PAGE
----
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Making Spiral Garlands & Clusters

 

 

The spiral garland is the basic building block of arches, columns, swags, murals, and most “figures” that are created out of latex balloons. Garlands are formed by attaching balloons to a support line, usually in sets of 3, 4 or 5. These sets are called clusters. This method may be used with either latex or foil balloons that are filled with air or helium. Once you master

making a garland, you can make almost anything.

 

I suggest making a 3-foot garland for practice, if this is your first time making one.

Supplies needed (for training program):

• Latex Balloons: Use 36 5" balloons, 18 light and 18 dark

• Monofilament Line: 10 feet of 50 pound test 13

 

Approximate Number of

Balloons Per Foot in an Arch

(Based on a Spiral Arch)

5 inch = 12 per foot

9 inch = 8 per foot

11 inch = 6 per foot

14 inch = 4 per foot

16 inch = 4 per foot

• Balloon sizing template ( make hole 4" in diameter)

• Air inflator (or hand pump)

 

1. Tie the monofilament line to the backs of two chairs, approximately 4 feet apart. Be sure to leave about 2 or 3 feet of line to finish the column.

 

2. Usually, two colors of latex are used. One will be called the contrasting color or the swirl.

 

3. Inflate the latex balloons uniformly (in pairs, same color) using templates to measure the diameter of the balloon.

 

4. Tie the first two balloons together using the duplet method. Inflate, pinch, size, and tie together. (Figure 1)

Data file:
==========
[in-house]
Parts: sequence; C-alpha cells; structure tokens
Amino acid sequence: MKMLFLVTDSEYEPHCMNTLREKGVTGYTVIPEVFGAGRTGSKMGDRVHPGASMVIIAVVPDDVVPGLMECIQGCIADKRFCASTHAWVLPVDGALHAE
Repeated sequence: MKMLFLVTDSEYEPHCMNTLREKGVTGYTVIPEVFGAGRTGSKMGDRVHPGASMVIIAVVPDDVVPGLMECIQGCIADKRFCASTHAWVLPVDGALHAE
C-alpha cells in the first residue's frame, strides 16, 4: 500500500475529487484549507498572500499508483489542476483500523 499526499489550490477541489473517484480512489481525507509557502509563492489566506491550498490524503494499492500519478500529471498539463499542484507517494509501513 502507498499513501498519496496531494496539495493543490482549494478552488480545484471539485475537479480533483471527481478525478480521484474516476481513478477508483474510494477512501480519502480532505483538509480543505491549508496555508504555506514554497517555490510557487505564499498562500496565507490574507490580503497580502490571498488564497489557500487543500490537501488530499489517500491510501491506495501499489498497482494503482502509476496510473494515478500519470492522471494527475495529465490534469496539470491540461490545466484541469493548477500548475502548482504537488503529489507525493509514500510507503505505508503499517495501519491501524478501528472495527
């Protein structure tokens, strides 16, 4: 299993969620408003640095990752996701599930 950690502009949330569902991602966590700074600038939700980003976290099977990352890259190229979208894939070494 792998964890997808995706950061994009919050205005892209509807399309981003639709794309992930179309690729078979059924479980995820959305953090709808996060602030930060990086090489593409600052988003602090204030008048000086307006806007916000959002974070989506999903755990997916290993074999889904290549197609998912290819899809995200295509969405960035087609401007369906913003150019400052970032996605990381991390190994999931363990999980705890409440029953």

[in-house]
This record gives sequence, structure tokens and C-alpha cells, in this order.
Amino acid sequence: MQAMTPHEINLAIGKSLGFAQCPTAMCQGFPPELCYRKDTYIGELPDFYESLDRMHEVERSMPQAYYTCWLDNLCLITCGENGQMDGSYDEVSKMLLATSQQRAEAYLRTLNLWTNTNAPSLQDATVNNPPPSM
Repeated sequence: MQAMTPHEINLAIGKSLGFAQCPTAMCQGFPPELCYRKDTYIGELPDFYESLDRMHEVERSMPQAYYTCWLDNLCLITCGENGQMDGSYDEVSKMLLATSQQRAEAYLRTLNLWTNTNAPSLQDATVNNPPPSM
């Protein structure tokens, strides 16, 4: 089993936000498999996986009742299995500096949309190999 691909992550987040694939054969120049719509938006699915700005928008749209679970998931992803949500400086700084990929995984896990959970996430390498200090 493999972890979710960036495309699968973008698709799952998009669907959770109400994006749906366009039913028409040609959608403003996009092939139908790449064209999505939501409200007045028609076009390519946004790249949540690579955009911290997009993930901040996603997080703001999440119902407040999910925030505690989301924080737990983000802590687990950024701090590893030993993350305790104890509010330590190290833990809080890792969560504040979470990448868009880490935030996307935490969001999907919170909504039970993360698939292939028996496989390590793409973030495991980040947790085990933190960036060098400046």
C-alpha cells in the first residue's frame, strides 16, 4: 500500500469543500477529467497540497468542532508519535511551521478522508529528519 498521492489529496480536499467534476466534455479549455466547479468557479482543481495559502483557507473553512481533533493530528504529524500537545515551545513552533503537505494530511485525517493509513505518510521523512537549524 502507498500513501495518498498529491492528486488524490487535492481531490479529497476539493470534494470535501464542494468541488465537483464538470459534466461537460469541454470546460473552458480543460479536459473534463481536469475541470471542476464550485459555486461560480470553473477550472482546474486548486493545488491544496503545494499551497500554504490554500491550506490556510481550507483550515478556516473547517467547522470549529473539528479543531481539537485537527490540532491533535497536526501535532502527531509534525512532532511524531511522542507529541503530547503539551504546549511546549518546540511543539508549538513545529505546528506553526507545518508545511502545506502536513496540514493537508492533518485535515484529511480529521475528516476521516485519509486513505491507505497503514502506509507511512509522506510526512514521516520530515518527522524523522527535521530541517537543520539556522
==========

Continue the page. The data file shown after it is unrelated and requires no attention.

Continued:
5. Place the balloons in a clean location; never let them lie on the floor, as dirt will cling to the balloons. You may use large plastic bags or an old sheet or other large cloth.

 

6. Inflate and tie two more balloons of the contrasting

color.

 

7. Take the two duplets of balloons and lay them across each other, and twist the two pairs together. Make sure all four balloons are on the same plane. You now have

a balloon cluster, which looks like an “X” or “Cross.” (Figure 2)

 

8. Hold the cluster (figured in a light, dark, light, dark pattern) and place the cluster onto the fishing line you are holding tightly in your other hand.

 

9. Twist the two balloons (that you placed over the line) together; this causes the cluster to stay on the line.(Figure 3)

 

10. Repeat steps 3 through 8, and set the new pack against the first set on the line, placing one light balloon, one balloon to the right of one of the light balloons on the

first pack. This will start the “swirl” effect. In the four-pack method we are using, after four sets have been placed on the line the first color will come back to the front again. (Figure 4)

 

11. Continue this process until you have reached the desired length of column you want.

 

Properly Inflating Balloons by Sizing Balloons on Templates

 

Templates should be made for each phase of balloon decorating to insure uniformity and consistency. This includes pre-cutting ribbons, balloon heights in centerpieces, balloon

inflation size, arch height, etc. Balloon décor always looks its best when a consistent pattern of shape, size, height, and length is achieved.

 

To use the template box, slightly over-inflate the balloon and pinch the neck closed. Place the balloon upside down over the desired-size template opening. Allow the balloon to deflate until the balloon center fits the template opening. If it gets too small,

simply re-inflate and re-size.

 

Once you learn the basics of making a cluster and getting comfortable with balloons you can make arches, columns, swags and even balloon characters with different size and shape balloons. Here are some mores photos of clusters and the use of other balloon sizes and shapes to create objects.

 

Photos

 

 

 

 Party Balloons

 

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